Mind works whether we want it to or not, or is it lobotomies for all? Shall we sit in the vapid silence of not knowing anything? Or maybe move with the rhythm of the entirety of our being, evil mind and all.
Today, we are talking about liminality. It’s a state of being. At one point in history, it was even ritually established or acknowledged, but we do still experience it today.
We are dynamic creatures, creatures of habit, and we easily fall into routines and repetitive behaviours. Days tend to be “business as usual” more often than not. This is necessary, and interrupting it without reason serves no productive purpose, but even as much as we can set up and experience an ongoing pattern of behaviour, perhaps one that remains consistent for many years, they often in a sense wind down. We experience lulls in the tempo of our life, breaks in our stride. I guess it’s not even really a rare experience. The engine just runs out of gas, and life as we knew it just can’t continue.
These are liminal states, and we are at our heart liminal beings. We have a dynamic element to us, one driven by relatively pure concept, and we also have a static element, one manifested in and preserved by our capacity for memory. And the balance between the two is not often easy, the right hand having no idea what the left hand is doing, as they say.
If our dynamic side is a car, then our static memory based side is a brick wall. That memory can serve as a safeguard against serious disaster in life, but it just as often brings us to a complete and disorienting halt. Stranger still, you would think the dynamic side is where our consciousness would reside, no?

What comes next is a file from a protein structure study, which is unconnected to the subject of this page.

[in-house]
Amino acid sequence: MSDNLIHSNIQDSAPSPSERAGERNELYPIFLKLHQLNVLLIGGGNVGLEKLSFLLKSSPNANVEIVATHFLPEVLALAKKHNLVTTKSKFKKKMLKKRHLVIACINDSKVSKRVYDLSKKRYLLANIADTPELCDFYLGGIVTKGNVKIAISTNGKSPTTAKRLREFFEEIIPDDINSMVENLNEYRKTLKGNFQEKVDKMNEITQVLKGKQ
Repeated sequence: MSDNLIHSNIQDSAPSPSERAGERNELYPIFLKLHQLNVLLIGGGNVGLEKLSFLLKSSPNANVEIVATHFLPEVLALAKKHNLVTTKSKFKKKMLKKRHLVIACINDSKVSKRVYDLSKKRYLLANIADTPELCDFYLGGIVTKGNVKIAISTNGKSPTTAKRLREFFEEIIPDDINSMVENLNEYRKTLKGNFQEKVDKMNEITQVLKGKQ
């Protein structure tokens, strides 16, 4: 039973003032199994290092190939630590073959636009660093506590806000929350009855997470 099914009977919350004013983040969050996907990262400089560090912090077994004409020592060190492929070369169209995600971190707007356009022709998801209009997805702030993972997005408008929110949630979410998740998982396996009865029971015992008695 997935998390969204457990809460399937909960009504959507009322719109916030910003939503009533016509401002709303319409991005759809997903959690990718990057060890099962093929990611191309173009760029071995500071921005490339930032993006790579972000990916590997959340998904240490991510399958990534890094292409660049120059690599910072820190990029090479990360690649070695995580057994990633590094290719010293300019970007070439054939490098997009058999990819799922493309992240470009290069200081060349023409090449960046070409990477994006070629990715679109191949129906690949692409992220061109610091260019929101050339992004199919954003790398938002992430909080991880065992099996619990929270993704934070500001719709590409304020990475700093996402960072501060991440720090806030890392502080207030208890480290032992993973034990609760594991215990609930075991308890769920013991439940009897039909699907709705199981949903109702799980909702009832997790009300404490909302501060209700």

It would seem more interesting for it to dwell there. This is not the case though. Our dynamic side almost always remains unconscious, and our sense of self as well as our perceptions of the world around us are grounded in our memory.
The two sides of ourselves do inevitably and constantly interact though. Let’s take the image of the centaur, like Kyron. We are, or can be, creatures of great wisdom, but Kyron discovered and preserved his wisdom because he lived in a state “removed” from the ordinary world, a sort of ivory tower, hidden garden. There is lots of symbolism for it, yet how often are we socially permitted to enter into a state of being even remotely like these?
It’s considered odd socially. At no time should you fail to affiliate yourself with something; your job, your family, your country, your faith or race. But I ask, where is there room for the self in any of this? Who discovers the self in any of this?
People often complain of losing the self in these things.
Your thoughts are welcome. Be well friends.